The impact of tax credits on labour supply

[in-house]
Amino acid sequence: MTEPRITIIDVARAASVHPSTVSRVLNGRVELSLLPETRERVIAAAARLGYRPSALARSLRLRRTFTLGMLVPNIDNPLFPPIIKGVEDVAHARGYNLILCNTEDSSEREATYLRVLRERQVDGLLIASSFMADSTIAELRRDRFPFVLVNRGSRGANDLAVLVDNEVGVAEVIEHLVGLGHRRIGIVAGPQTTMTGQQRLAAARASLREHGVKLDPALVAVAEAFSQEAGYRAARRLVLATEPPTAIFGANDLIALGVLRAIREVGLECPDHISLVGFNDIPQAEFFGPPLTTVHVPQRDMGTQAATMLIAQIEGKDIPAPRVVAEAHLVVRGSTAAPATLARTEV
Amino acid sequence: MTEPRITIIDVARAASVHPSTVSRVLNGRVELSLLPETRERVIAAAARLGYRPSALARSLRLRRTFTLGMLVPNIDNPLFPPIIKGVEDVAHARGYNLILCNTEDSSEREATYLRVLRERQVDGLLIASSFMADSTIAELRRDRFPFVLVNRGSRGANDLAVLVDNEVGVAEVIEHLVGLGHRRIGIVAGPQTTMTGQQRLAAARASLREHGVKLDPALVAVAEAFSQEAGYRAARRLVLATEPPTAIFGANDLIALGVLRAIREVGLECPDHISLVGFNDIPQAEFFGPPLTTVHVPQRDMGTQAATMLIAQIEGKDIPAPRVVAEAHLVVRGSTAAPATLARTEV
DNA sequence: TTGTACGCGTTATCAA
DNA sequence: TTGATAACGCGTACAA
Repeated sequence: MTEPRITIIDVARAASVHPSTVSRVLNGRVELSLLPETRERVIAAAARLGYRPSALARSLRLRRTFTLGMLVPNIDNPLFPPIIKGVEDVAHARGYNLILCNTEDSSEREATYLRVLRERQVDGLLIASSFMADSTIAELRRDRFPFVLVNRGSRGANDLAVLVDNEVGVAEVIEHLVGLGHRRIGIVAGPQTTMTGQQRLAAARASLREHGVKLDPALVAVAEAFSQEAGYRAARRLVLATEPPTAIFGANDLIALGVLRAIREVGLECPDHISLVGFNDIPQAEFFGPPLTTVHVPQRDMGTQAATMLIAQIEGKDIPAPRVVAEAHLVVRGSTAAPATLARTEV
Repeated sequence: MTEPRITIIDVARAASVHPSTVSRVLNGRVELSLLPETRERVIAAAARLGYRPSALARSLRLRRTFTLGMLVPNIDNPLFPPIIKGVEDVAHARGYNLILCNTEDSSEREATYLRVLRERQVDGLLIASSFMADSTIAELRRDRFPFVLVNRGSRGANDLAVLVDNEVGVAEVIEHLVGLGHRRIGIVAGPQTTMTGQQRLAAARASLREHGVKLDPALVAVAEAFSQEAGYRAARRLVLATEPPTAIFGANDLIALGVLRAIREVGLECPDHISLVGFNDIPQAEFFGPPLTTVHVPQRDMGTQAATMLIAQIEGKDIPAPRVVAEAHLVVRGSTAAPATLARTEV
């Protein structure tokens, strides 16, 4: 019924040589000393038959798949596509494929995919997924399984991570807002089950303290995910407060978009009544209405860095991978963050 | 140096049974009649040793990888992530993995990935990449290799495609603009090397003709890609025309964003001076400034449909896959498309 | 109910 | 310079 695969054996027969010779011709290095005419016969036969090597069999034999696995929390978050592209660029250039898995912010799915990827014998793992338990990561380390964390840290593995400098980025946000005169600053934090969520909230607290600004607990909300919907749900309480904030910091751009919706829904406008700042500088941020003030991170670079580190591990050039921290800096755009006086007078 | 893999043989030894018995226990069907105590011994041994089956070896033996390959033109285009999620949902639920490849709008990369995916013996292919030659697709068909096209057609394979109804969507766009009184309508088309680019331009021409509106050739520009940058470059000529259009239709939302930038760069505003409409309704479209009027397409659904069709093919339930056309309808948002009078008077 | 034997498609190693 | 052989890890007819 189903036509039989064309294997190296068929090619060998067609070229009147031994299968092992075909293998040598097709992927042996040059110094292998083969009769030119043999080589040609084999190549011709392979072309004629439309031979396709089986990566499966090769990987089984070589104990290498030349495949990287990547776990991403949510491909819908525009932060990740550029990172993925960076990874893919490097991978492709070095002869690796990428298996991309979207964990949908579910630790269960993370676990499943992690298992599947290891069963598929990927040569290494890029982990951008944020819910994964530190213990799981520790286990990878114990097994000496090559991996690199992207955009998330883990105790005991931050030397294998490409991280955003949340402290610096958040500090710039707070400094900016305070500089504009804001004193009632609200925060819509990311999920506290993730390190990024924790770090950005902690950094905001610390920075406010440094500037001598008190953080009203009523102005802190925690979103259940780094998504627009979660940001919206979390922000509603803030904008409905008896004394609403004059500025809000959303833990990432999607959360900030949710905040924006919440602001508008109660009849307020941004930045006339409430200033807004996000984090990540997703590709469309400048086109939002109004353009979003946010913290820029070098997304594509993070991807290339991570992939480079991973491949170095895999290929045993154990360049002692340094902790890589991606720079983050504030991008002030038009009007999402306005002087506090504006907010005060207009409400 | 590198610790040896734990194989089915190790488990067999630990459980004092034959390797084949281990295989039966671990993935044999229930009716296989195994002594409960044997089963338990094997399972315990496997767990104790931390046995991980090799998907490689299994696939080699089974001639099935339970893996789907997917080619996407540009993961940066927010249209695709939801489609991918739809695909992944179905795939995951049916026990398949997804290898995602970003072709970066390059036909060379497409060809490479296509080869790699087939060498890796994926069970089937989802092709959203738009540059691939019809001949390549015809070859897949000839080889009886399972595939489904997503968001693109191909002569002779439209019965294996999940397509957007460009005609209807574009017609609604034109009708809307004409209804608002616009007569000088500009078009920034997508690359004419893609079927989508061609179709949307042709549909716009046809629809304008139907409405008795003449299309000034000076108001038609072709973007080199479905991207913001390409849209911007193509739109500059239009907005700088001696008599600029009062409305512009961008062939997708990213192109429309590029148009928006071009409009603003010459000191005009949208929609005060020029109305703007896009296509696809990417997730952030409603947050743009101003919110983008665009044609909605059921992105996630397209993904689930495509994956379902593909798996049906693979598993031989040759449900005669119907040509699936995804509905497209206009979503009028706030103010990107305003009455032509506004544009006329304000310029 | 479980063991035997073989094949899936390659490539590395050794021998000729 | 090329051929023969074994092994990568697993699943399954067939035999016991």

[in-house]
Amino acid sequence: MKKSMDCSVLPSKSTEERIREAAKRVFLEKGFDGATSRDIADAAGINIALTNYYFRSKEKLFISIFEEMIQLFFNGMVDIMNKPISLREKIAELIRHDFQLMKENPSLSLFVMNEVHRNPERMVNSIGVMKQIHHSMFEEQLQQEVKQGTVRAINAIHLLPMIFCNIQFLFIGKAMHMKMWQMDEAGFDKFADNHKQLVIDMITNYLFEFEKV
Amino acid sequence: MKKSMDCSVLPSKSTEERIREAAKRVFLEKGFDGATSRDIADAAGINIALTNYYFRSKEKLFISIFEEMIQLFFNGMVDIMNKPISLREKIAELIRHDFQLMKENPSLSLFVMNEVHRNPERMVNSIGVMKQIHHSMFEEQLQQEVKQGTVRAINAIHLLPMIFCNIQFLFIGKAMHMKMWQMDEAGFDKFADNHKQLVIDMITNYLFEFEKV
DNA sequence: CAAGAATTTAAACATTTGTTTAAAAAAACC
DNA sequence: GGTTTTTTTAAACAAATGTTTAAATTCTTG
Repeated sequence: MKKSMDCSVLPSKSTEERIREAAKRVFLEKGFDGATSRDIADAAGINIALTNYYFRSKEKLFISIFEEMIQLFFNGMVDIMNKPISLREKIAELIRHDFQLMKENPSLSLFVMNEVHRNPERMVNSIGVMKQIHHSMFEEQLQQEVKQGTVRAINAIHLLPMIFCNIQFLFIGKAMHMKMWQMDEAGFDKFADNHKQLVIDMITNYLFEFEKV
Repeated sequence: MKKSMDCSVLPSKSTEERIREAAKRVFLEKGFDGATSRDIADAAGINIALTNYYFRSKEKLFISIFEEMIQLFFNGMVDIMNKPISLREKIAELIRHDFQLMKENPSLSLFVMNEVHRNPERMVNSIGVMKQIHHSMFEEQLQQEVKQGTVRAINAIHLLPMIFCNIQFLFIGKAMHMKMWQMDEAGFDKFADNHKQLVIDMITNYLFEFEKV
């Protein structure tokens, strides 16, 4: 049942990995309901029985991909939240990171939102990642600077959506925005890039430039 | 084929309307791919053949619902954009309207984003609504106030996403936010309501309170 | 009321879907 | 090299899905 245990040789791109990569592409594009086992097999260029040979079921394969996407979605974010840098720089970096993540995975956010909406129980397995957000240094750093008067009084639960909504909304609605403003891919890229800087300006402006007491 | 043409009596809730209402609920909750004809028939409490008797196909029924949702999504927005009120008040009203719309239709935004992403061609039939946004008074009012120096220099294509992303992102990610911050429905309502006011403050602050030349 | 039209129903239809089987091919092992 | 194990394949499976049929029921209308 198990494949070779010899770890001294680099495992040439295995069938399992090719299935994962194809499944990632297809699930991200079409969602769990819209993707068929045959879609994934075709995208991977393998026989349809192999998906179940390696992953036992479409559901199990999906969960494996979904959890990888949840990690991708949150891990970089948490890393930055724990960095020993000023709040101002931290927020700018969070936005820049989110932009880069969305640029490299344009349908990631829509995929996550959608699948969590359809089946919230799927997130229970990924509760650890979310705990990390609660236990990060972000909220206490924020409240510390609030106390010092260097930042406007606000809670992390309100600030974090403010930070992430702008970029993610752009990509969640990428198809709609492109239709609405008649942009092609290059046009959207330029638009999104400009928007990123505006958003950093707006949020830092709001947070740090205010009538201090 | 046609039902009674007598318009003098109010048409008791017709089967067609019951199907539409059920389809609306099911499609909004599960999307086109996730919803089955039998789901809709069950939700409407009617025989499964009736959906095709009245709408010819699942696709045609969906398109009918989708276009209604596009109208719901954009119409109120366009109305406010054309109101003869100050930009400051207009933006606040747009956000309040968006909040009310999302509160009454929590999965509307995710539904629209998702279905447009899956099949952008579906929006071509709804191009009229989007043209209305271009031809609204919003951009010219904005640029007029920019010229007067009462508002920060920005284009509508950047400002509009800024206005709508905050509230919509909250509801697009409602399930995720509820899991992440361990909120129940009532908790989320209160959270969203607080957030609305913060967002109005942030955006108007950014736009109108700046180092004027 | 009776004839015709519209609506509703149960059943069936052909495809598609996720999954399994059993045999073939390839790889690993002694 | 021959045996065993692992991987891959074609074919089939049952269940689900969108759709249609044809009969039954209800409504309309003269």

One of the principle aims of the Working Families' Tax Credit in the UK was to increase the participation of single mothers. The literature to date concludes there was approximately a five-percentage-point increase in employment of single mothers. The differences-in-differences methodology that is typically used compares single mother with single women without children. However, the characteristics of these groups are very different, and change over time in relative covariates are likely to violate the identifying assumption. We find that when we control for differential trends between women with and without children, the employment effect of the policy falls significantly. Moreover, the effect is borne solely by those working full-time (30 hours or more), while having no effect on inducing people into the labor market from inactivity. Looking closely at important covariates over time, we can see sizeable changes in the relative returns to employment between the treatment and control groups.
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